Of course the other key element of the story emerges April 29, 1992, when the four officers were acquitted, in spite of the video evidence that was disseminated across the world. Their acquittal sparked an uprising across Los Angeles resulting in 58 deaths, over 2000 injured and $785 million in property damage (Loyd, 2012, p. 432). Why so much rage, why so much destruction?

For African Americans in Los Angeles (and beyond) King's violent victimization wasn't an isolated incident. Rather, it represented the first time a pattern was proven through visceral video imagery to the international public, catalyzing a rage also reflected during the Watts uprising of 1965, but which at that time lacked the panoptic power of citizen journalism.

Moving forward to the 2010's, citizens across the world were armed with quickly accessible smart phones, there to film and live stream potential cases of police brutality, including those gone lethal. With patterned examples of deathly excessive force inflicted upon African American victims proven through video and disseminated to the world, society would expect to see a change judicial outcomes. Of course instead, justice has been denied, as communicated through this post spreading across social media, also speaking to white privilege:

I can go jogging (#AmaudArbery).
I can relax in the comfort of my own home (#BothemSean#AtatianaJefferson#BreonnaTaylor).
I can ask for help after being in a car crash (#JonathanFerrell and #RenishaMcBride).
I can have a cellphone (#StephonClark).
I can leave a party to get to safety (#JordanEdwards).
I can play loud music (#JordanDavis).
I can sell CD's (#AltonSterling).
I can sleep (#AiyanaJones)
I can walk from the corner store (#MikeBrown).
I can play cops and robbers (#TamirRice).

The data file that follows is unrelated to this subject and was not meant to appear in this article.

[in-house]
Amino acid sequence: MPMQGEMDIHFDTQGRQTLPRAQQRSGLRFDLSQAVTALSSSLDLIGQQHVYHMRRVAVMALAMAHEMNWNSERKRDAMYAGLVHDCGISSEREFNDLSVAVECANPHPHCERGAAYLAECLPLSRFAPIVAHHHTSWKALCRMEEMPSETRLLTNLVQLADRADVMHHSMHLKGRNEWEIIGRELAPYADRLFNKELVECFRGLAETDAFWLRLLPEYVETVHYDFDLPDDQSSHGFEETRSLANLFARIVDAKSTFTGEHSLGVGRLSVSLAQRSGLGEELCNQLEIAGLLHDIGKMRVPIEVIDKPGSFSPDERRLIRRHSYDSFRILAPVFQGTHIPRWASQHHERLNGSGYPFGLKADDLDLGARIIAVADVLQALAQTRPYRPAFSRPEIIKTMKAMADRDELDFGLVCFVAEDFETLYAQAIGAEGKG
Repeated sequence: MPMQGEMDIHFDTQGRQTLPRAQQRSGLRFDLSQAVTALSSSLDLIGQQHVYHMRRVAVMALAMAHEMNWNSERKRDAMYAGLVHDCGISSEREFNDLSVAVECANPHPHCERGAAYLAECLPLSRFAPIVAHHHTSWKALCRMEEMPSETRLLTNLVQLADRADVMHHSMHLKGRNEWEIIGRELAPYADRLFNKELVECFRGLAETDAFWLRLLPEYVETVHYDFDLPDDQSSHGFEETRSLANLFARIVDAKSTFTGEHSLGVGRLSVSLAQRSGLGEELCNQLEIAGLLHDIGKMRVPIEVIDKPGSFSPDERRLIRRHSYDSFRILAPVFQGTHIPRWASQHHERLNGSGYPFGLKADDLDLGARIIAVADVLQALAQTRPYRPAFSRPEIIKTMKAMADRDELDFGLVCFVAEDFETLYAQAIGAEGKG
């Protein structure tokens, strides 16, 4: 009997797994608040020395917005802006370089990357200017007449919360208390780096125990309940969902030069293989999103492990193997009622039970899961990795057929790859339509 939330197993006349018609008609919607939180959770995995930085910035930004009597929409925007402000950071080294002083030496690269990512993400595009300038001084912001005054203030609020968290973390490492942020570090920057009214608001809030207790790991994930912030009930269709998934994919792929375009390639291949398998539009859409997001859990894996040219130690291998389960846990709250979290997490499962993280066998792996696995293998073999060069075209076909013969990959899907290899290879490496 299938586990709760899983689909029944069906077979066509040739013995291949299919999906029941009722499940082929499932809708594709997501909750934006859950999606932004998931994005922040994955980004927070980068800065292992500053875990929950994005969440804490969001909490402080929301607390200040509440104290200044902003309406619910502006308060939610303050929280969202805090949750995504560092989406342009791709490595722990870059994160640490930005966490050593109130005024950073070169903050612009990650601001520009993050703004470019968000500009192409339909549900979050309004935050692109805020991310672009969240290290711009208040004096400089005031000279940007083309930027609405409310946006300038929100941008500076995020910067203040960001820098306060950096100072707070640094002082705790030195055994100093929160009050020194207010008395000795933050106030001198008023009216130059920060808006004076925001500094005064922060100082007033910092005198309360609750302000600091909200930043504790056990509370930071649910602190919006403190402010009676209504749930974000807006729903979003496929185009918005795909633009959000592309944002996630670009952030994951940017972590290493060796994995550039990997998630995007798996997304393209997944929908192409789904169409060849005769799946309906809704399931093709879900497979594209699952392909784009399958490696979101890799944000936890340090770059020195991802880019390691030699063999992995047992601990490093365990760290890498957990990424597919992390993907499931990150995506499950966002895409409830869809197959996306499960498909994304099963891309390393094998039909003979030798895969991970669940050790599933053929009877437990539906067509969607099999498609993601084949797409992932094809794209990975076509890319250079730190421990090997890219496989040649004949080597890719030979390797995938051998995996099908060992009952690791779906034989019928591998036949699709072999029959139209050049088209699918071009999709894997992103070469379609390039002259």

I can go to church (Charleston9).
I can walk home with Skittles (#TrayvonMartin).
I can hold a hair brush while leaving my own bachelor party (#SeanBell).
I can party on New Years (#OscarGrant).
I can get a traffic ticket (#SandraBland).
I can lawfully carry a weapon (#PhilandoCastile).
I can break down on a public road with car problems (#CoreyJones).
I can shop at Walmart (#JohnCrawford) .
I can have a disabled vehicle (#TerrenceCrutcher).
I can read a book in my own car (#KeithScott).
I can be a 10yr old walking with our grandfather (#CliffordGlover).
I can decorate for a party (#ClaudeReese).
I can ask a cop a question (#RandyEvans).
I can cash a check in peace (#YvonneSmallwood).
I can take out my wallet (#AmadouDiallo).
I can run (#WalterScott).
I can breathe ( #EricGarner).
I can live (#FreddieGray).
I can ask someone to put a leash on their dog when it is required in the public park we are in (#christiancooper).


African American communities and their allies realize nearly 30 years after the uprisings in Los Angeles, even with the advent of digital proof, we still fail to see justice. To this end, "It's worse today than it was back then."

Anger - Including Violent Anger - must be Contextualized
By sating, "...when the looting starts, the shooting starts," the POTUS is expressing an insensitivity to the most recent example of lethal police misconduct inflicted upon African Americans. Additionally, he is demonstrating an ignorance to patterned racial injustice. The mass anger we are seeing now is far more reflective of a revolution grounded in demands for justice than it is looting. Thus as POTUS and his followers fixate on looting and responding to it with threats to "shoot," they are dismissing the fundamental social concern.

When critique, outrage and anger regarding looting overtakes critique, outrage and anger regarding patterns of lethal police discrimination, a deep seeded racism is exposed. As activists are demanding, if society wants to see less violent revolution, it needs to see its justice systems and political leaders admit their racist faults and radically shift their practices.

Hodes, M. (1993). The sexualization of reconstruction politics: white women and black men in the South after the Civil War. Journal of the History of Sexuality, 3(3), 402-417.

Loyd, J. M. (2012). The fire next time: Rodney King, Trayvon Martin and law-and-order urbanism. City, 16(4), 431-438.